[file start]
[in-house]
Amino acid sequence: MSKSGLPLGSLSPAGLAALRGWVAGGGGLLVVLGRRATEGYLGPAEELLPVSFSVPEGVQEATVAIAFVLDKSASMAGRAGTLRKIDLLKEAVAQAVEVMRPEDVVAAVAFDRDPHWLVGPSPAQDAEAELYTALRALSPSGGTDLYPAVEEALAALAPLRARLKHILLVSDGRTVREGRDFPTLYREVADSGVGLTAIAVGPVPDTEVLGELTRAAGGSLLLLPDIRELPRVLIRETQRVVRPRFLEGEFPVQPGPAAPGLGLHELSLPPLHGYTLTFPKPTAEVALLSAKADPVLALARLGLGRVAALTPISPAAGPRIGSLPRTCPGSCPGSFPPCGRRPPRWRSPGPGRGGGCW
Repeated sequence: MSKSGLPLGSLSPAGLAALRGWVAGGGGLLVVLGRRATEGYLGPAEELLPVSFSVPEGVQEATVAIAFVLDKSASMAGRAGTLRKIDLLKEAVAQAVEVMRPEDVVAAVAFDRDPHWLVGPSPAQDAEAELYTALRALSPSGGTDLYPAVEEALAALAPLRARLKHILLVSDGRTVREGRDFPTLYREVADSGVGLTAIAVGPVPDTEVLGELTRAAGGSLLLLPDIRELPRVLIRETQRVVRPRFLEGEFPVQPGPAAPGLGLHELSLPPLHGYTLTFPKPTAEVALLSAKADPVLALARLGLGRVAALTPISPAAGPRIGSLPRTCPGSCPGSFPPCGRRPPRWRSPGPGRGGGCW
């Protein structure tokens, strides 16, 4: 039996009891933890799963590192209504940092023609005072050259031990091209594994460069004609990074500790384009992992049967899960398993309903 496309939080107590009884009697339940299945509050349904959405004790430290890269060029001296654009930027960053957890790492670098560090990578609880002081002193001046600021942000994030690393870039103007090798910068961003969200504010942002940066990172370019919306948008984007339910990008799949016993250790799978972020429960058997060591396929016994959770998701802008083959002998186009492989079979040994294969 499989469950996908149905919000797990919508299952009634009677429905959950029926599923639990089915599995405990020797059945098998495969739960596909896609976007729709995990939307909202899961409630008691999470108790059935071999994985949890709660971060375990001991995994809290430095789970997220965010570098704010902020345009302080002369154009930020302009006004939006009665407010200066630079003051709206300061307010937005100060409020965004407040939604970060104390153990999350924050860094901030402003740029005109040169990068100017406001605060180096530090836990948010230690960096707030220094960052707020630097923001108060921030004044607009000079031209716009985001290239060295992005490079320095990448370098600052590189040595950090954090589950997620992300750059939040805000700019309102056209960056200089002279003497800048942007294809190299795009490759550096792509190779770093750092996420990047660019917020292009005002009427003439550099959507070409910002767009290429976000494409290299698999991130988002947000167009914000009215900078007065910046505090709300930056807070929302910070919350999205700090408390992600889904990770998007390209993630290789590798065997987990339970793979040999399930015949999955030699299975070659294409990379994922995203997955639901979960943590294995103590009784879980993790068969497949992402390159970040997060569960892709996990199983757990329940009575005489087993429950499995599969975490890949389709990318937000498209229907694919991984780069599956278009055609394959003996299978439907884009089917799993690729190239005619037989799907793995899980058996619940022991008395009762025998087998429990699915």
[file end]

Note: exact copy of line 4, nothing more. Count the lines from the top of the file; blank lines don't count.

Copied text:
């Protein structure tokens, strides 16, 4: 039996009891933890799963590192209504940092023609005072050259031990091209594994460069004609990074500790384009992992049967899960398993309903 496309939080107590009884009697339940299945509050349904959405004790430290890269060029001296654009930027960053957890790492670098560090990578609880002081002193001046600021942000994030690393870039103007090798910068961003969200504010942002940066990172370019919306948008984007339910990008799949016993250790799978972020429960058997060591396929016994959770998701802008083959002998186009492989079979040994294969 499989469950996908149905919000797990919508299952009634009677429905959950029926599923639990089915599995405990020797059945098998495969739960596909896609976007729709995990939307909202899961409630008691999470108790059935071999994985949890709660971060375990001991995994809290430095789970997220965010570098704010902020345009302080002369154009930020302009006004939006009665407010200066630079003051709206300061307010937005100060409020965004407040939604970060104390153990999350924050860094901030402003740029005109040169990068100017406001605060180096530090836990948010230690960096707030220094960052707020630097923001108060921030004044607009000079031209716009985001290239060295992005490079320095990448370098600052590189040595950090954090589950997620992300750059939040805000700019309102056209960056200089002279003497800048942007294809190299795009490759550096792509190779770093750092996420990047660019917020292009005002009427003439550099959507070409910002767009290429976000494409290299698999991130988002947000167009914000009215900078007065910046505090709300930056807070929302910070919350999205700090408390992600889904990770998007390209993630290789590798065997987990339970793979040999399930015949999955030699299975070659294409990379994922995203997955639901979960943590294995103590009784879980993790068969497949992402390159970040997060569960892709996990199983757990329940009575005489087993429950499995599969975490890949389709990318937000498209229907694919991984780069599956278009055609394959003996299978439907884009089917799993690729190239005619037989799907793995899980058996619940022991008395009762025998087998429990699915």